Part two in a two part series on New Jersey wine.
If you've ever been to a winery in New Jersey, chances are you've heard this: "Our soil and climate is so similar to ... Bordeaux, France. They deal with the same things we do. And our wines actually drink very similar."
That's Richard Heritage of Heritage Vineyards in Mullica Hill. So many people have told me this — it's a pretty big part of the New Jersey wine narrative.
And, you know, I could fact-check it — compare the humidity levels in the summer and the amount of rocks in the soil between the two regions. But I thought there might be a better way.
So, I called Keith Wallace, the executive director of the Wine School of Philadelphia. And he agreed to host a blind tasting. Without cutting any corners.
"I made sure that the wines were comparable — to the point of totally geeked-out — making sure the barrel programs were the same and making sure the region was fairly similar," said Wallace. "And making sure the economic status of the wineries was similar, because that's what really matters."
Wallace says, give him enough money, and he could make a good wine in Newark.
But that's a competition for another day.
A matter of taste
For now, four of us tasters will try three flights, or rounds, of two wines each. In each flight, one wine from Jersey and one from Bordeaux.
To my right is Jennifer Malme, a wine and food blogger for the site Jersey Bites.
"I'm not super experienced," she said. "But I know a little bit more than a novice."
I'm the novice here, representing the "normal people" opinion.
Frank Cipparone, further down the table, is a little more knowledgeable. He's a longtime wine reviewer and educator. His secret?
"You have to drink a lot," he said. "Seriously."
He sips his wine, now on the second flight.
"I don't know about you, Zach, and you ladies, but the second one was so monotone for me."
Zach Morris, on the end, agrees. He's an instructor here at the Wine School, and thinks New Jersey has a fighting chance today.
The Jersey stigma
"There's a stigma with New Jersey not just with wine but with everything," he said. "That's not in the glass. That's an outside factor that doesn't mean anything. It doesn't have a bearing on what kind of pleasure the wine induces. So, why not New Jersey?"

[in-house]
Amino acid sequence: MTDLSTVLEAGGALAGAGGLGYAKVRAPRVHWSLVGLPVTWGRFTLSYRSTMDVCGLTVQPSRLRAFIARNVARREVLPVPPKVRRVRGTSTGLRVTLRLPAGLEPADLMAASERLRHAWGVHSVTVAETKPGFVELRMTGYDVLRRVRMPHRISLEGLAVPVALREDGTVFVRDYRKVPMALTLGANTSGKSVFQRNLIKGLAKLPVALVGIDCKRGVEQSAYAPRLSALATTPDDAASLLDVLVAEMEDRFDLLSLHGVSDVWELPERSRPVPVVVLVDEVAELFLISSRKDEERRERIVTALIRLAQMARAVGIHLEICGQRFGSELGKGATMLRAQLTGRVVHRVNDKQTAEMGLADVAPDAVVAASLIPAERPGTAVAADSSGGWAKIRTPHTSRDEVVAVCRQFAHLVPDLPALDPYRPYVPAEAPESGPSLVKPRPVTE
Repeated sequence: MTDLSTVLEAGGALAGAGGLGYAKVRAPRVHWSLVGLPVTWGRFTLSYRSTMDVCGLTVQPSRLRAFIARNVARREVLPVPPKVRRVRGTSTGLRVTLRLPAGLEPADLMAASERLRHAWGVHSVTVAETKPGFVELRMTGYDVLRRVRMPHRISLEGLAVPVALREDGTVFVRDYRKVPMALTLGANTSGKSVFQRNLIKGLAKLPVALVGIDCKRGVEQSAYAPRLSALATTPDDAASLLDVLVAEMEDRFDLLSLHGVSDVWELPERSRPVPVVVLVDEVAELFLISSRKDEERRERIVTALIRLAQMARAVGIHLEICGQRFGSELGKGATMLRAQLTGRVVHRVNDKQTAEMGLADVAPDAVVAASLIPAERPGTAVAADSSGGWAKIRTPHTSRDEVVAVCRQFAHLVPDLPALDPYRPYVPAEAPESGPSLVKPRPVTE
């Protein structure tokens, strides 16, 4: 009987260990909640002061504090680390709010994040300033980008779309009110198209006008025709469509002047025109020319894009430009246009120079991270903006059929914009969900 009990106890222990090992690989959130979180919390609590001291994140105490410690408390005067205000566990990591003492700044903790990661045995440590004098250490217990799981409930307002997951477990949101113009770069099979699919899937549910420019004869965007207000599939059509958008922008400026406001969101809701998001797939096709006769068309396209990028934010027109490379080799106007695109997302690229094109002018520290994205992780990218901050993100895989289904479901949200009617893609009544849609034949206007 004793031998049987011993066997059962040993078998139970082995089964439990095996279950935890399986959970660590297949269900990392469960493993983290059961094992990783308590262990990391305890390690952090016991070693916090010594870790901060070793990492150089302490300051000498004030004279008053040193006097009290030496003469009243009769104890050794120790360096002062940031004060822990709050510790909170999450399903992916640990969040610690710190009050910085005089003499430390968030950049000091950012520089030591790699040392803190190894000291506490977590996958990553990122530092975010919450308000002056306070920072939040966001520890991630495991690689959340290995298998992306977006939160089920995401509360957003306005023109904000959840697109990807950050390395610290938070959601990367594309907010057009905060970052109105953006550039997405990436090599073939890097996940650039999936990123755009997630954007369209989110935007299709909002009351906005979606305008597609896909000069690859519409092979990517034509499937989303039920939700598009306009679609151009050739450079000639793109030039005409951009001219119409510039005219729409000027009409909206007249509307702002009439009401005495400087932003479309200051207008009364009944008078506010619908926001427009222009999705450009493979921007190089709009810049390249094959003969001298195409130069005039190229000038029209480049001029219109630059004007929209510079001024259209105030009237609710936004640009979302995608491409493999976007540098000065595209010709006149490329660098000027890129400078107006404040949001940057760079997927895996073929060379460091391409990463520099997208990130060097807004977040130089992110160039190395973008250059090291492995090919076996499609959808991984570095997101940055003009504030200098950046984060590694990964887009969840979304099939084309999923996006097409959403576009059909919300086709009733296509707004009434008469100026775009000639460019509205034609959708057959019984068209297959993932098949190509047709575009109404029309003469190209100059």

Well, if there is a good reason, we're about to find out.
Wallace collects all of the scorecards and tells us that, in all three flights, wine No. 1 was voted the best.
He then, with some effort, opens the twice-sealed results envelope.
"First flight: Wine No. 1, the winner was French. Second flight: Wine No. 1 was French again," announced Wallace. "However, wine No.1 from the third flight was actually Chateau Amalthea from New Jersey."
That's a 2008 Merlot Cabernet Franc blend from Amalthea Cellars in Atco, Camden County.
And there's no gasping. Everyone agrees: All the wines were good. Better than good, even.
But there is an interesting twist. At the bottom of each scorecard, Wallace asked "Where do you think this wine is from?" And everyone answered the same.
"Whatever you voted for, on average — the one that you preferred the most — you thought was French."
So now we know.
Why not New Jersey? When it comes to wine, even we Americans apparently are French snobs.
See below for The Judgement of Rittenhouse: New Jersey vs. France blind taste test wine list and results, flight by flight.
Louis Jadot 2010 Macon-Village, Burgundy, France (winner)
Hawk Haven 2010 Chardonnay, Outer Coastal Plain, New Jersey
Chateau Saint-Sulpice 2009 Bordeaux, France (winner)
Heritage 2010 Merlot, Outer Coastal Plain, New Jersey
Amalthea 2008 Europa VI, Outer Coastal Plain, New Jersey (winner)
Clos Albertus 2009, St-Georges-St-Emilion, Bordeaux, France
Watch reporter Jen Howard appear on NBC Philadelphia NonStop at 7:00 p.m. to discuss the blind wine tasting, Comcast channel 248 or Verizon channel 460.
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